Our approach to upcoming sequestration needs to be rooted in our values – a balanced approach that addresses the deficit crisis with justice and compassion.  On the one hand, we need to be good stewards of the resources we already have, making judicious cuts to defense, earmarks, and other wasteful spending, while preserving that which is most important for the good of all.  On the other hand, we must increase revenue, in order to ensure that this nation can meet our need to operate a fair and just economy, which serves all of our human community. The nation’s deficit crisis cannot be solved through spending cuts alone – new revenues must be part of the solution. The need is great and the resources are abundant.  The budget choices we make must reflect this reality.

Therefore, we urge members of Congress to enact a comprehensive, balanced, and bipartisan deficit reduction package that:

    1.    Continues the precedent established and maintained for the past three decades – including in the Budget Control Act -- that deficit reduction should not increase poverty;
    2.    Protects from budget cuts discretionary and mandatory programs that make a real difference in the lives of poor and vulnerable people, and preserves the bi-partisan agreement to exempt low-income mandatory programs from such cuts;
    3.    Maintains the integrity and structure of low-income mandatory programs, such as SNAP and Medicaid, so they can continue to serve as effective tools for reducing poverty and countering economic downturns;
    4.    Accounts for the fact that, since 2010, non-defense discretionary spending has already contributed hundreds of billions of dollars toward deficit reduction – these programs should not have to sacrifice anymore;
    5.    Raises new revenues in ways that will allow us to meet this nation’s needs by:
a.       Increasing the progressivity of the tax code;
b.      Continuing current tax credits for low-income working households, proven effective at alleviating poverty and rewarding work, such as the Earned Income Tax Credit and the Child Tax Credit;
c.       Generating new revenue with a simpler, more progressive tax code from a broader tax base (including capital gains, dividends, and estate taxes) and increasing rates, if necessary;
d.      Not relying only on anticipated economic growth to generate new tax revenue;
e.       Eliminating tax expenditures not proven to influence behavior, such as subsidies to established corporations that no longer need government support.
    6.    Reduces health care costs system-wide so as to:
a.       Retain and implement the important improvements to access and cost containment strategies enacted in the Affordable Care Act;
b.      Prevent cost-shifting to people who cannot afford it;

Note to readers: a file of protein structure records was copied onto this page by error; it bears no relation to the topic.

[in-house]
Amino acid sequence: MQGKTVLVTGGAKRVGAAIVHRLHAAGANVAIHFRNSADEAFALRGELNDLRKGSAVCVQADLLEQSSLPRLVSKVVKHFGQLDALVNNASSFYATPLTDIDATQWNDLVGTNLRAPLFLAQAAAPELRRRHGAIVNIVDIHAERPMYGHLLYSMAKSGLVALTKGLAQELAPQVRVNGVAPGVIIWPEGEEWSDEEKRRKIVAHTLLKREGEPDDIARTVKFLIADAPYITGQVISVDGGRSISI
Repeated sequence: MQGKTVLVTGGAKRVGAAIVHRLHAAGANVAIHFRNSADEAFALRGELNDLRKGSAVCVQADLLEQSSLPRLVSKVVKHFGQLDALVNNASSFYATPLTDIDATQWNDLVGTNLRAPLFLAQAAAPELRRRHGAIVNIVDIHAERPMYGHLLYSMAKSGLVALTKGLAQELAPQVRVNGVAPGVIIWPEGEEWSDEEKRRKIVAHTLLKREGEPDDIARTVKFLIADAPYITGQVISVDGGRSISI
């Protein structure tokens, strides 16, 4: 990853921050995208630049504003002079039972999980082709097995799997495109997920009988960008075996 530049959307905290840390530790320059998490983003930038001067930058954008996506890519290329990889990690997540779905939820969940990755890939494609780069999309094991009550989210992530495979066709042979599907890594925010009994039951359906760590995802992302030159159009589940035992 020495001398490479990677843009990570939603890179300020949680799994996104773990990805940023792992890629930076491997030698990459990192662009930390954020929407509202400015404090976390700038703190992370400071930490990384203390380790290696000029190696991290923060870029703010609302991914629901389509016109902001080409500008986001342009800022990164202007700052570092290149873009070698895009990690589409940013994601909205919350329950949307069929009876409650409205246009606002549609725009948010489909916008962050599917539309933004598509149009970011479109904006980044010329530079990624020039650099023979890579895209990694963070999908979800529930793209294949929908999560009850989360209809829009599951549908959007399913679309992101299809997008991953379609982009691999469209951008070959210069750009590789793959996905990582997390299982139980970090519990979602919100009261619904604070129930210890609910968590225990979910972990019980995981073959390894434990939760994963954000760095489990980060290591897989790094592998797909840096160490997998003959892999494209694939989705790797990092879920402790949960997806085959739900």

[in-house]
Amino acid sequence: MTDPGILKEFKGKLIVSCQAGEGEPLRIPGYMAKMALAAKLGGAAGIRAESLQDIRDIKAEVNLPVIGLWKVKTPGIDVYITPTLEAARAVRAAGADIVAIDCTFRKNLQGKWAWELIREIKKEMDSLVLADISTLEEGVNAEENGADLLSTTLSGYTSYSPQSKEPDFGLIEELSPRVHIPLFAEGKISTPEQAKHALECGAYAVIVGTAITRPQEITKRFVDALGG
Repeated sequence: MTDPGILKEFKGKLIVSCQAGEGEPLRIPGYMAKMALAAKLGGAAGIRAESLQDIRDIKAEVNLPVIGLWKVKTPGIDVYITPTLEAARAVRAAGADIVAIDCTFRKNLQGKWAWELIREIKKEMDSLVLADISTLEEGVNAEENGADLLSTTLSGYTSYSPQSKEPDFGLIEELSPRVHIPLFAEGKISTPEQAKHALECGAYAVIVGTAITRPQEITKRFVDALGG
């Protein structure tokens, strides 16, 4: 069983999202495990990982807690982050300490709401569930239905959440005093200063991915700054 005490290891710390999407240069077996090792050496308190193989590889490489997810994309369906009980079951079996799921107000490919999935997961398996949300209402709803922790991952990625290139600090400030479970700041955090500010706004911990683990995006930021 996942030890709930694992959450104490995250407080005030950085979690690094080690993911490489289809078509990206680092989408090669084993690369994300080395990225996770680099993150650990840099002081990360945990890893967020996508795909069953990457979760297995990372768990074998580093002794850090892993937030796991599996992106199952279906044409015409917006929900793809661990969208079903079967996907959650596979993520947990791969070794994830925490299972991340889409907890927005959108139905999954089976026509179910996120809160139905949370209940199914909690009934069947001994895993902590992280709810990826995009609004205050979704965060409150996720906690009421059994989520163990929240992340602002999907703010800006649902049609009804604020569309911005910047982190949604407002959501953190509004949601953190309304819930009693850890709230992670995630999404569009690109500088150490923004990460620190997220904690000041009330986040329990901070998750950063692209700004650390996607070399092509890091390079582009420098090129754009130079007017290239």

c.       Refrain from putting further strain on states;
    7.    Includes significant cuts in military spending as recommended by several bipartisan commissions and non-governmental organizations, such as the Bowles-Simpson Commission, the Sustainable Defense Task Force, the Bipartisan Policy Center, and the Committee for a Responsible Budget.
    8.    Declines to shift defense cuts to non-defense discretionary and mandatory programs, which have carried the heaviest burden of spending reductions already enacted.

In a time of continuing, deep economic uncertainty, our faith gives us strength to face unemployment, poverty, and anxiety – not simply as individuals, but as a community with an ethical memory rooted in our shared sacred texts.  Today’s fiscal debates not only miss what should be the goal of the economy – the common good – but also, they fail to ensure that the functioning of the economy will, indeed, serve this purpose.  As Congress considers replacing the sequester mechanism, it must pursue a balanced approach that ensures that our collective responsibility to each other can and will be met.




What is the sequester?
The Sequester will enact $1.2 trillion in across the board spending cuts - half of which will come from defense spending and half from non-defense - and is set to go into effect this January, 2013.  If the Sequester goes ahead unchecked, the massive spending cuts will seriously compromise programs that serve those who most need the services of our nation's safety net.

Wednesday, June 27, 2012

Faithful Budget Prayer Service

Washington Interreligious Staff Community
Faithful Budget Prayer Service

Offered by the PC(USA) Office of Public Witness
100 Maryland Avenue, NE, Washington, DC
June 27, 2012

Since Monday, June 18, the Faithful Budget Campaign has gathered daily on the front lawn of the United Methodist Building, across from the US Capitol, for prayer vigils in solidarity with the Nuns on the Bus tour. Today's prayer vigil was offered and led by the PC(USA) Office of Public Witness.

OPW Fellow Blair Moorhead reads scripture during Wednesday's prayer service.

Reader 1: “Which one of you, having a hundred sheep and losing one of them, does not leave the ninety-nine in the wilderness and go after the one that is lost until he finds it?” (Luke 15:3b-4)

Reader 2: We are inspired by a common spiritual conviction that God has called on all citizens of the United States to protect the vulnerable and promote the dignity of all individuals living in our society.

All: With the help of our Creator, we aim to protect those struggling to overcome poverty in the U.S. and abroad and to exempt programs that protect people in poverty from the budget deficit debates. Help up Lord, we pray.